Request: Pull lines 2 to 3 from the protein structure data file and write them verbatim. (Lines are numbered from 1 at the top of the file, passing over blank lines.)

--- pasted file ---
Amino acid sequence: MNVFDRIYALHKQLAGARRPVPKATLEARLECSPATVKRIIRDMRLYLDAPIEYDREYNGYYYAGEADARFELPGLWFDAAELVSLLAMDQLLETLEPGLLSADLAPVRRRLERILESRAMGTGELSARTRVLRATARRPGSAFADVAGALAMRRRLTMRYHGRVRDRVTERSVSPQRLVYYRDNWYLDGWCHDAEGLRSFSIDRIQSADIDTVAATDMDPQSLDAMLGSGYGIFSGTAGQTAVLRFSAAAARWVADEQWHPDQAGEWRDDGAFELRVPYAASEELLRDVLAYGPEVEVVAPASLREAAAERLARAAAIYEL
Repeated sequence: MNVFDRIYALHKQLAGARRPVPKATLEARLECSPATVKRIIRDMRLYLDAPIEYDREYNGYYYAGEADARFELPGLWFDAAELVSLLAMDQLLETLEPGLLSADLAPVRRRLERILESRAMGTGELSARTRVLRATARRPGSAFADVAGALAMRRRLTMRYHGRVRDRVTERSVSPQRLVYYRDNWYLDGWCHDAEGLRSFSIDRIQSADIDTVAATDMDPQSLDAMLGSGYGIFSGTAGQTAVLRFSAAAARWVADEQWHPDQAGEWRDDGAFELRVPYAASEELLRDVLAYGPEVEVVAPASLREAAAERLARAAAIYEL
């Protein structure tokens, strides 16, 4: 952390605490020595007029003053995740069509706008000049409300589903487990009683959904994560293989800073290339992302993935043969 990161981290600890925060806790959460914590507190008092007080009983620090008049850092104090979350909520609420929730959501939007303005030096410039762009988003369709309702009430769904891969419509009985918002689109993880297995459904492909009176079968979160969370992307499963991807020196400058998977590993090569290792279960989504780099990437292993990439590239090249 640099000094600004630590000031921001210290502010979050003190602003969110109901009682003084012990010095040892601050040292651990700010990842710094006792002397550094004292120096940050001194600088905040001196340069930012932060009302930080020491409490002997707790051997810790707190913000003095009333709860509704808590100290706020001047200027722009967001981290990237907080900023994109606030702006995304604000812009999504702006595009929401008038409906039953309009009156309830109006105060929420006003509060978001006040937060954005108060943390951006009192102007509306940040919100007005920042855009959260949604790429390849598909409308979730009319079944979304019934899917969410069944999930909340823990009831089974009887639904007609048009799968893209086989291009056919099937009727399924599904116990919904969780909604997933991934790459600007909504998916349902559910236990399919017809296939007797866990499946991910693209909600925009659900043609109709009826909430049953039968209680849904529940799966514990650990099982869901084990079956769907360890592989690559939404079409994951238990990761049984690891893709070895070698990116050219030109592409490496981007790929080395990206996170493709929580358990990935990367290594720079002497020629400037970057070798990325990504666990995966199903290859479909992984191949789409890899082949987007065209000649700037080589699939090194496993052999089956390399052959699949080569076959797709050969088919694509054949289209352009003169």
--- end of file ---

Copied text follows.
Repeated sequence: MNVFDRIYALHKQLAGARRPVPKATLEARLECSPATVKRIIRDMRLYLDAPIEYDREYNGYYYAGEADARFELPGLWFDAAELVSLLAMDQLLETLEPGLLSADLAPVRRRLERILESRAMGTGELSARTRVLRATARRPGSAFADVAGALAMRRRLTMRYHGRVRDRVTERSVSPQRLVYYRDNWYLDGWCHDAEGLRSFSIDRIQSADIDTVAATDMDPQSLDAMLGSGYGIFSGTAGQTAVLRFSAAAARWVADEQWHPDQAGEWRDDGAFELRVPYAASEELLRDVLAYGPEVEVVAPASLREAAAERLARAAAIYEL
């Protein structure tokens, strides 16, 4: 952390605490020595007029003053995740069509706008000049409300589903487990009683959904994560293989800073290339992302993935043969 990161981290600890925060806790959460914590507190008092007080009983620090008049850092104090979350909520609420929730959501939007303005030096410039762009988003369709309702009430769904891969419509009985918002689109993880297995459904492909009176079968979160969370992307499963991807020196400058998977590993090569290792279960989504780099990437292993990439590239090249 640099000094600004630590000031921001210290502010979050003190602003969110109901009682003084012990010095040892601050040292651990700010990842710094006792002397550094004292120096940050001194600088905040001196340069930012932060009302930080020491409490002997707790051997810790707190913000003095009333709860509704808590100290706020001047200027722009967001981290990237907080900023994109606030702006995304604000812009999504702006595009929401008038409906039953309009009156309830109006105060929420006003509060978001006040937060954005108060943390951006009192102007509306940040919100007005920042855009959260949604790429390849598909409308979730009319079944979304019934899917969410069944999930909340823990009831089974009887639904007609048009799968893209086989291009056919099937009727399924599904116990919904969780909604997933991934790459600007909504998916349902559910236990399919017809296939007797866990499946991910693209909600925009659900043609109709009826909430049953039968209680849904529940799966514990650990099982869901084990079956769907360890592989690559939404079409994951238990990761049984690891893709070895070698990116050219030109592409490496981007790929080395990206996170493709929580358990990935990367290594720079002497020629400037970057070798990325990504666990995966199903290859479909992984191949789409890899082949987007065209000649700037080589699939090194496993052999089956390399052959699949080569076959797709050969088919694509054949289209352009003169």